Poaching in Utah: Despite Being in Decline, Hundreds of Animals are Illegally Killed Each Year


Photos by Matt Sommerville

Kyle Dunphey

“He was bragging about poaching he had done the year before — he killed the deer on private property and his buddies radio him that there is a cop coming, so he just ditched the buck and sneaks off,” Brandon said as he recalled a conversation with a coworker.  

“I was so mad,” said Brandon, an avid hunter and Utah native. 

Brandon’s story echoes the frustrations of Utah’s wildlife enthusiasts, who have grappled with poaching for decades. Despite rewards of up to $1,000 for turning in a poacher, every year hundreds, sometimes thousands, of people illegally kill animals across the state. Although reported instances of poaching are in decline — the Division of Wildlife Resources recorded 927 illegally killed animals in 2018, almost half of what was reported in 2016 — poaching continues to threaten Utah’s wildlife populations.




Utah is an extremely rural state, boasting some of the most remote areas in the continental United States. While this is heaven for outdoor enthusiasts, it’s a logistical headache for the DWR’s law enforcement officials, known as Conservation Officers. The average CO is assigned to cover 2,000 square miles, meaning poachers can often illegally kill wildlife in the state’s most desolate corners without being caught.  

 “We have some cases where a guy drives two hours to get from the north to south end of his district,” said Lt. Wyat Bubak, training Lieutenant for the DWR. “That makes it hard to address all the calls that come in and two, makes it tough to catch everything that’s going wrong.”  

Bubak, who was the supervisor for Davis and Weber Counties prior to being promoted to Training Lieutenant, stressed that the workload CO’s are tasked with makes their job even harder. “They deal with a lot of nuisance animals, public outreach, hunter education classes and shooting events. They have a lot of responsibilities on top of trying to cover 2,000 square miles.”

Luckily for the DWR, Utah has another reliable resource for combating poaching — the hunting community. Each year, hundreds of people call the UTiP Hotline, the DWR’s toll-free line for reporting poachers. According to a recent press release, the DWR received almost 300 calls between August 1 and October 13. 

Despite the negative connotations associated with poaching, many hunters call the UTiP hotline to report accidents. Hunters can mistakenly kill animals outside of the proper unit boundary, miss their shot and kill the wrong animal, or get seasonal dates mixed up. “Let’s say we have 100 deer that are killed illegally every year; that doesn’t mean there are 100 deer that are intentionally poached,” Bubak said.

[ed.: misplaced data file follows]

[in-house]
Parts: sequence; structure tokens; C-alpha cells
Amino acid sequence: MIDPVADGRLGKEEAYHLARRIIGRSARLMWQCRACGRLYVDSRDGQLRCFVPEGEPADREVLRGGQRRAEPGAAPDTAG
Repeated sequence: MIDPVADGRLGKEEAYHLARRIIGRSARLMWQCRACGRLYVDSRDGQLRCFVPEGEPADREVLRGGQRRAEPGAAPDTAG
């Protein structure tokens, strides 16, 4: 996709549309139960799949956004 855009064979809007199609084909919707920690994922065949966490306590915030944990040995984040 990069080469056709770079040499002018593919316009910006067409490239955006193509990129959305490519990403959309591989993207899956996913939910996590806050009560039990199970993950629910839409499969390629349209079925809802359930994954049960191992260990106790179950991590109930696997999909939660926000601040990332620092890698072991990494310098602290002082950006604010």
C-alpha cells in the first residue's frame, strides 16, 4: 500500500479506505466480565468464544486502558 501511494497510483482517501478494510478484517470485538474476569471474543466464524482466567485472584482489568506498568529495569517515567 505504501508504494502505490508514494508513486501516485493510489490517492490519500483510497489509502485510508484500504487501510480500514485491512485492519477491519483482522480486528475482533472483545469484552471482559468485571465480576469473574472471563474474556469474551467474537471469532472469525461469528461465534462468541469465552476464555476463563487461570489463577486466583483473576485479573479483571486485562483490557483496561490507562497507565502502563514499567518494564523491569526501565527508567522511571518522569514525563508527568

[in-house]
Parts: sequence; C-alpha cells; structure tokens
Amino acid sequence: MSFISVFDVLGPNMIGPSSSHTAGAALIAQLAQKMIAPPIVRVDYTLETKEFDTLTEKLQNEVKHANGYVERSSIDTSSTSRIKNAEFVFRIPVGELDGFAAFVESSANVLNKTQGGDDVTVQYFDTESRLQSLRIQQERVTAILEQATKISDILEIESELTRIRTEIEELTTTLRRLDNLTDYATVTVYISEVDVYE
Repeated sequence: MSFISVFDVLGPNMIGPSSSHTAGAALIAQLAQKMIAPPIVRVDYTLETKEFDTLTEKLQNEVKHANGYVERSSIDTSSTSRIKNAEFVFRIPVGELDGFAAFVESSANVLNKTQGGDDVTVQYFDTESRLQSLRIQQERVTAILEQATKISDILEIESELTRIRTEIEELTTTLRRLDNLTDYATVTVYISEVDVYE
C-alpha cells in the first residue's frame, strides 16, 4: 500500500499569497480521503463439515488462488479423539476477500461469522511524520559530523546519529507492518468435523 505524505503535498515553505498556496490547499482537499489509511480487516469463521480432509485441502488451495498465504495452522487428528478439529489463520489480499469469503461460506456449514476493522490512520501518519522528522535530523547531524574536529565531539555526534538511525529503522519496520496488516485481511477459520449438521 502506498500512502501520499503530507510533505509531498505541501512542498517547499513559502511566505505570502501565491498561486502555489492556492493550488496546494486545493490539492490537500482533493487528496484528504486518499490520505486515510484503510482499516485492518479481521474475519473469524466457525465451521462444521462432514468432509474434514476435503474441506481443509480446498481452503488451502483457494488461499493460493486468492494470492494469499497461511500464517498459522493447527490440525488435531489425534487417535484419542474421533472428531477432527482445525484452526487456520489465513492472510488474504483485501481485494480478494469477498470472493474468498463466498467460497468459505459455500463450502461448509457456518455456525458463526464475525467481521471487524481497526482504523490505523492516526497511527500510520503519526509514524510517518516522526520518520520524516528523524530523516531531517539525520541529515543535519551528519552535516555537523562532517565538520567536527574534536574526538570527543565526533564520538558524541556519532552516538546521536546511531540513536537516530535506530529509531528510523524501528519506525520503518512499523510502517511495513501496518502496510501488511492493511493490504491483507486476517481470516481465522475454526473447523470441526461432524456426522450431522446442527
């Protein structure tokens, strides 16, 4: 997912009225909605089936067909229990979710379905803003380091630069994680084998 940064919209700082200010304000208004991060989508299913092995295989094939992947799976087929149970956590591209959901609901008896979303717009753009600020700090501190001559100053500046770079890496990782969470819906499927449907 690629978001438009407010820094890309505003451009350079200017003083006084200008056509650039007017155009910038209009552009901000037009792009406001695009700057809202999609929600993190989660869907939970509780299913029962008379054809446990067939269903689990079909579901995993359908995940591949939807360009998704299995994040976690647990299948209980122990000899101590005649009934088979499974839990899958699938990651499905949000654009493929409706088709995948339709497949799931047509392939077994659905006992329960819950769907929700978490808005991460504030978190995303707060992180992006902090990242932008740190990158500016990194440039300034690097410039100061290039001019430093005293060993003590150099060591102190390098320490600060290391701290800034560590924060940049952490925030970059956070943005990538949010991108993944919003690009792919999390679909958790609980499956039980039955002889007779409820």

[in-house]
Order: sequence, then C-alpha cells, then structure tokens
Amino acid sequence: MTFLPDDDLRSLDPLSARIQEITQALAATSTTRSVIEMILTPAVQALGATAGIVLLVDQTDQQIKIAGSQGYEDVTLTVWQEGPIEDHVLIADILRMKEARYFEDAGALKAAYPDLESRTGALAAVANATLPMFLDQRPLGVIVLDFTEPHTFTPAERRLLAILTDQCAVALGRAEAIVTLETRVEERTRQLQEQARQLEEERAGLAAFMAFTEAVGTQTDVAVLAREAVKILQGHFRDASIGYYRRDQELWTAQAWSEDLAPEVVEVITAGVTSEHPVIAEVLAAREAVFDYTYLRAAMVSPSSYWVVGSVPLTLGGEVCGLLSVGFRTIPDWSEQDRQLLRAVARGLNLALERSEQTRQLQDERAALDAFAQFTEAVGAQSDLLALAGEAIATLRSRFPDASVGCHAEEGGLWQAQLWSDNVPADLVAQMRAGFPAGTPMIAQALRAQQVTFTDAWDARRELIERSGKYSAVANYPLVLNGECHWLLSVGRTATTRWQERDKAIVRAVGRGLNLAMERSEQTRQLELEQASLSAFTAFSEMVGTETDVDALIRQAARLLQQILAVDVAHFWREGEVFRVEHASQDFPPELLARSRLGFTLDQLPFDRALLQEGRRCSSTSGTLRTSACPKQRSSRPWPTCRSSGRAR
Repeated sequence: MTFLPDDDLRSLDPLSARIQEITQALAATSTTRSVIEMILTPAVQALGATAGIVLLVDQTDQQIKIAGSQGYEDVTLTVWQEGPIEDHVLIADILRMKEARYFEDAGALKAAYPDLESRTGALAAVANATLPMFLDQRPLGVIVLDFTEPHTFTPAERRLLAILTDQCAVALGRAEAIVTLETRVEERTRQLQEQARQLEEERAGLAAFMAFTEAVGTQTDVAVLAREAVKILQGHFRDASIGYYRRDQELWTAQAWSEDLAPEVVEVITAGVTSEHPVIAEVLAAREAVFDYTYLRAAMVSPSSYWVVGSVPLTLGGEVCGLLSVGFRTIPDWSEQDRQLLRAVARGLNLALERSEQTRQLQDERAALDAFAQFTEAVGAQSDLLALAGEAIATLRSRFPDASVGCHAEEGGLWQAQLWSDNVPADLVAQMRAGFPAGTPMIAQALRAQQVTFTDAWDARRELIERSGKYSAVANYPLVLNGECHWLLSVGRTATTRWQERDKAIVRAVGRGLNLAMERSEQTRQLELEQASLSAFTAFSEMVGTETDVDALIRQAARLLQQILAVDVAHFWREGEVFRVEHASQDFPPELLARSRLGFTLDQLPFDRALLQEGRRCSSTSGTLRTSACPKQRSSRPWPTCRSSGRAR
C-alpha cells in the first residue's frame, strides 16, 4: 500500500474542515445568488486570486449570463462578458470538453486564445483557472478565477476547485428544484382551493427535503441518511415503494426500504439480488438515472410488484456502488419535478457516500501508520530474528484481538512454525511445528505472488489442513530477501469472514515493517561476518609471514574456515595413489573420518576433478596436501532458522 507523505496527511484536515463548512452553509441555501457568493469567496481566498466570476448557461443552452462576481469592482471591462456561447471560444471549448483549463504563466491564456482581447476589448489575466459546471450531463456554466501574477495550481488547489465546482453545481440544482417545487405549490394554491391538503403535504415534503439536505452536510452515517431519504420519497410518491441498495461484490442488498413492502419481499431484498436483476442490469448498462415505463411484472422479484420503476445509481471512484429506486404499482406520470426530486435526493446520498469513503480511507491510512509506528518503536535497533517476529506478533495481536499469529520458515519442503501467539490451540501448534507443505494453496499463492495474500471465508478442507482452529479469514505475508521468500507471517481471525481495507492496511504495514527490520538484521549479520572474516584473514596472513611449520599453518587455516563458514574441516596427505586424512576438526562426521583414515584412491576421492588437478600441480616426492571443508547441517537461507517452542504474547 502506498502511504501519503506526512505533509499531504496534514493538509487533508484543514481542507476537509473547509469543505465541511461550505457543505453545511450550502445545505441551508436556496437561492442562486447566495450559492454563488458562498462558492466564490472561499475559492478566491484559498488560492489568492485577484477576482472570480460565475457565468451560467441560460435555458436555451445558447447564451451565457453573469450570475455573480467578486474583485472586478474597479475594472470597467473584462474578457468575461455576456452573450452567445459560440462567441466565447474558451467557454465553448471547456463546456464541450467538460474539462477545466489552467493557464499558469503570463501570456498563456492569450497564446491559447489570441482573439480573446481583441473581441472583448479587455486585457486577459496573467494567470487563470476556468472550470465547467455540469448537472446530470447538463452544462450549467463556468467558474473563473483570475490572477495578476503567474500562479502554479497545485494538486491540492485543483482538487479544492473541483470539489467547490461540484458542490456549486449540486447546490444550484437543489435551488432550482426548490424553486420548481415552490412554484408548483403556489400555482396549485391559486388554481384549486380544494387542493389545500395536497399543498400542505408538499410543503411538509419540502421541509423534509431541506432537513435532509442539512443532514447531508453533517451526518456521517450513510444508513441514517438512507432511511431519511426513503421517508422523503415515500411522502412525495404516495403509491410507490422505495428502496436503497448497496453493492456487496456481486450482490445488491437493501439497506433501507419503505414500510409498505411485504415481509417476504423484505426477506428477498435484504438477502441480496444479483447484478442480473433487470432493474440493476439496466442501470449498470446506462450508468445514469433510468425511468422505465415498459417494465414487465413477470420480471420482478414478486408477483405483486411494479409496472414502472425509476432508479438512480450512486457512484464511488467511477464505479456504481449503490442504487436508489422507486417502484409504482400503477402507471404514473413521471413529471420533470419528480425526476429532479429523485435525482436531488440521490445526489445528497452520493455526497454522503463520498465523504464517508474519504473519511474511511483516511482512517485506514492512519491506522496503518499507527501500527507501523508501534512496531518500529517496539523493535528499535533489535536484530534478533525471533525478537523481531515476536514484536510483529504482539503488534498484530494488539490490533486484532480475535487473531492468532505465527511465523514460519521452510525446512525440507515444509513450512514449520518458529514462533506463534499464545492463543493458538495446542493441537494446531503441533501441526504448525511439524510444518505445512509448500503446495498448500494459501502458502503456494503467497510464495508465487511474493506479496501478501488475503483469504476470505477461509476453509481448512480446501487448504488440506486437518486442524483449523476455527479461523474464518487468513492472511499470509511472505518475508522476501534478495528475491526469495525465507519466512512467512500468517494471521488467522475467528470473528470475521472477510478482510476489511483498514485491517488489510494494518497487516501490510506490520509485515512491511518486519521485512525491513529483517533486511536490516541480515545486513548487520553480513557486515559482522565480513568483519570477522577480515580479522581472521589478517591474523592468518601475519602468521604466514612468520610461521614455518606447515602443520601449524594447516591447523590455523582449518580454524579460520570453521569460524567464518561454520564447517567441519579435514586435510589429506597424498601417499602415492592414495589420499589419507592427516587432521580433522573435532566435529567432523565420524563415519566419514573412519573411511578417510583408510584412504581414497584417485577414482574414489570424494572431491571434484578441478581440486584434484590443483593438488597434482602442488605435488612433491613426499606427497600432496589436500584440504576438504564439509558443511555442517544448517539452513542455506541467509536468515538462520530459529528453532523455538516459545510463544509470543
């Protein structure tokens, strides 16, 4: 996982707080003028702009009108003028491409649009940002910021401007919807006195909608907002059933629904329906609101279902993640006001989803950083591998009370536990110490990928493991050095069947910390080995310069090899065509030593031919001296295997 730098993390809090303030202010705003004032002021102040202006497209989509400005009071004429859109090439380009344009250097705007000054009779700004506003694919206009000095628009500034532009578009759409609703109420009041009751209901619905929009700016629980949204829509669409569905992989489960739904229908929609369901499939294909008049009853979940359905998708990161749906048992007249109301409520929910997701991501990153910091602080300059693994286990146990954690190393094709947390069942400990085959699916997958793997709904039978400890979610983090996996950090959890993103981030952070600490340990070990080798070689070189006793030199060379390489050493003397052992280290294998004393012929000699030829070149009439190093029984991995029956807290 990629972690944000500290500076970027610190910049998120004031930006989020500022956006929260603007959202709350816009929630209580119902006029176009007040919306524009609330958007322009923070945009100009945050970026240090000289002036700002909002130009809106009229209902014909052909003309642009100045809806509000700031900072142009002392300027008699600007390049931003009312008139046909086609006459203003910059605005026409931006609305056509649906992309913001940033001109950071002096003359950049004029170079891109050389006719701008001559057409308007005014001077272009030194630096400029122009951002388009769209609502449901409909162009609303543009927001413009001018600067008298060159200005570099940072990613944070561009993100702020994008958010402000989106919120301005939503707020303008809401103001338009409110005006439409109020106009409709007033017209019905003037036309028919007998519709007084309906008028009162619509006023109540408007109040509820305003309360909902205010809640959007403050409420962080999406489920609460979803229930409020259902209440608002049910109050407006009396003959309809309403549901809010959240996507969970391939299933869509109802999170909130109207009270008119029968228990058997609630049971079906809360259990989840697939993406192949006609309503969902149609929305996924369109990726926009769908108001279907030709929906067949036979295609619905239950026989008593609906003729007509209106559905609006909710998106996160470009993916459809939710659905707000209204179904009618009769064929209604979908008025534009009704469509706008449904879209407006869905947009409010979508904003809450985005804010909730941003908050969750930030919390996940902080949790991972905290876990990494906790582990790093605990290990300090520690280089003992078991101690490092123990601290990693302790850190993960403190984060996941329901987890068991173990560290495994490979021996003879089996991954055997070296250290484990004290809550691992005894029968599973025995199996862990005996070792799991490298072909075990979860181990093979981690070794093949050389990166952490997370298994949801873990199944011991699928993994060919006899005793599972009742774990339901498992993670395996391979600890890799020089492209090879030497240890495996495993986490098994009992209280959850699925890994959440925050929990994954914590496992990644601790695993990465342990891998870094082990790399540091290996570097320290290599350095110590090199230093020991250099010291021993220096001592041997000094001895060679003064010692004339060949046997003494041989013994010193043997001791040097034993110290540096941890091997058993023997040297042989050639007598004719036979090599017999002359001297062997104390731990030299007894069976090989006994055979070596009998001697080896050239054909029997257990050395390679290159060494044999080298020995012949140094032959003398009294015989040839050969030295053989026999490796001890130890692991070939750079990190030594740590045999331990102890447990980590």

But sadly, hundreds of people knowingly kill animals illegally each year. In his nine years with the DWR, Bubak has investigated numerous allegations of poaching, including cases similar to what Brandon’s coworker bragged about. 

“It was a year old story…there’s really nothing I can do about that particular incident,” Brandon said. At that point, it was unlikely the DWR would be able to put together enough evidence to arrest him. However, later that year, the same coworker told Brandon that he was planning on poaching again. 

“I thought, ‘the hell you are,’” Brandon said, who then promptly called the UTiP hotline.   

Brandon was able to report his coworker anonymously, who was later caught after illegally shooting two deer in an area for which he did not have a permit. He would later be fined and have his hunting privileges revoked for five years. Brandon received a $500 reward.

“The anonymity definitely helped me make a decision to turn him in,” Brandon said. “To this day he still doesn’t know it was me.” We decided it was in his best interest to not include Brandon’s last name in this story. 

The DWR’s online tipsheet for catching a poacher emphasizes the importance of staying anonymous and not confronting someone suspected of poaching — those that make a concerted effort to illegally kill animals are not Utah’s most ethically and morally conscious individuals. Instead, the DWR suggests you “observe from a distance and take note of as many details as you can.”

And with the proliferation of smartphones, reporting a poacher has never been easier. Concerned citizens can sneakily take pictures of license plates, film incriminating videos and call the UTiP hotline as soon as they suspect someone of poaching. “I’ve attributed the success [of the UTiP hotline] to cell phones,” Bubak said.

Technology will continue to play an important role in curbing the rate of illegally killed animals. According to Bubak, the more resources available to the public for reporting poaching, the more the public will report poaching. With law enforcement agencies around the US implementing  ‘text-a-cop’ resources, Bubak says a feature like that would be helpful.  

However, not every animal killed illegally is done so with malicious intent, and education is an important piece going forward. By ramping up existing efforts to educate the public on boundaries, dates and other important information, the DWR could address the poaching cases that are a result of ignorance.



Above all, Utah’s vibrant hunting and outdoor community play a vital role in combating poaching. Without such an engaged public, the rate of illegally killed animals in Utah would likely be much higher. 

“We do everything we can do to help the DWR with their job,” said Brandon.